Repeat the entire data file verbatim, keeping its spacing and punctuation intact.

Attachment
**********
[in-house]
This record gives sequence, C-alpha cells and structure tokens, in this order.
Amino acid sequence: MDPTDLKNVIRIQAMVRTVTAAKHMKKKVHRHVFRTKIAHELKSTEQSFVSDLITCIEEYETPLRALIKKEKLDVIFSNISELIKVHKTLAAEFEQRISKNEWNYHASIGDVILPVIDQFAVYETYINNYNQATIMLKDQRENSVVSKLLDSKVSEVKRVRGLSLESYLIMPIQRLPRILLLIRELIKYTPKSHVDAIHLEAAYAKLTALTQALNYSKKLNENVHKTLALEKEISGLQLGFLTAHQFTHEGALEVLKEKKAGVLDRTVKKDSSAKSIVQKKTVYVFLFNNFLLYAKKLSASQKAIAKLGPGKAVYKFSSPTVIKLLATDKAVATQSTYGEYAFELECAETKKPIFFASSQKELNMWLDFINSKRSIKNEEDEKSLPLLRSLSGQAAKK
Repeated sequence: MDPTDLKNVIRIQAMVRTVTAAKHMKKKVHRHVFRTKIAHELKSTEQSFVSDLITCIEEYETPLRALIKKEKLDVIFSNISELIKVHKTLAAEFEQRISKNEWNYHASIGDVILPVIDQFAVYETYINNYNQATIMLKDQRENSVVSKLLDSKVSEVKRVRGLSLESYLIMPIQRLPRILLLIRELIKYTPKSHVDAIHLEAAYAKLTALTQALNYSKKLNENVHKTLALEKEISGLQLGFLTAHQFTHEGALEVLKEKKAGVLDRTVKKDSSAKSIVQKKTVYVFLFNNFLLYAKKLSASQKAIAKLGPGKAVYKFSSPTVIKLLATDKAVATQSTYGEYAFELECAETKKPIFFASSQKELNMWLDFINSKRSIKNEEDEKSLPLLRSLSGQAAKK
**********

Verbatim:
[in-house]
This record gives sequence, C-alpha cells and structure tokens, in this order.
Amino acid sequence: MDPTDLKNVIRIQAMVRTVTAAKHMKKKVHRHVFRTKIAHELKSTEQSFVSDLITCIEEYETPLRALIKKEKLDVIFSNISELIKVHKTLAAEFEQRISKNEWNYHASIGDVILPVIDQFAVYETYINNYNQATIMLKDQRENSVVSKLLDSKVSEVKRVRGLSLESYLIMPIQRLPRILLLIRELIKYTPKSHVDAIHLEAAYAKLTALTQALNYSKKLNENVHKTLALEKEISGLQLGFLTAHQFTHEGALEVLKEKKAGVLDRTVKKDSSAKSIVQKKTVYVFLFNNFLLYAKKLSASQKAIAKLGPGKAVYKFSSPTVIKLLATDKAVATQSTYGEYAFELECAETKKPIFFASSQKELNMWLDFINSKRSIKNEEDEKSLPLLRSLSGQAAKK
Repeated sequence: MDPTDLKNVIRIQAMVRTVTAAKHMKKKVHRHVFRTKIAHELKSTEQSFVSDLITCIEEYETPLRALIKKEKLDVIFSNISELIKVHKTLAAEFEQRISKNEWNYHASIGDVILPVIDQFAVYETYINNYNQATIMLKDQRENSVVSKLLDSKVSEVKRVRGLSLESYLIMPIQRLPRILLLIRELIKYTPKSHVDAIHLEAAYAKLTALTQALNYSKKLNENVHKTLALEKEISGLQLGFLTAHQFTHEGALEVLKEKKAGVLDRTVKKDSSAKSIVQKKTVYVFLFNNFLLYAKKLSASQKAIAKLGPGKAVYKFSSPTVIKLLATDKAVATQSTYGEYAFELECAETKKPIFFASSQKELNMWLDFINSKRSIKNEEDEKSLPLLRSLSGQAAKK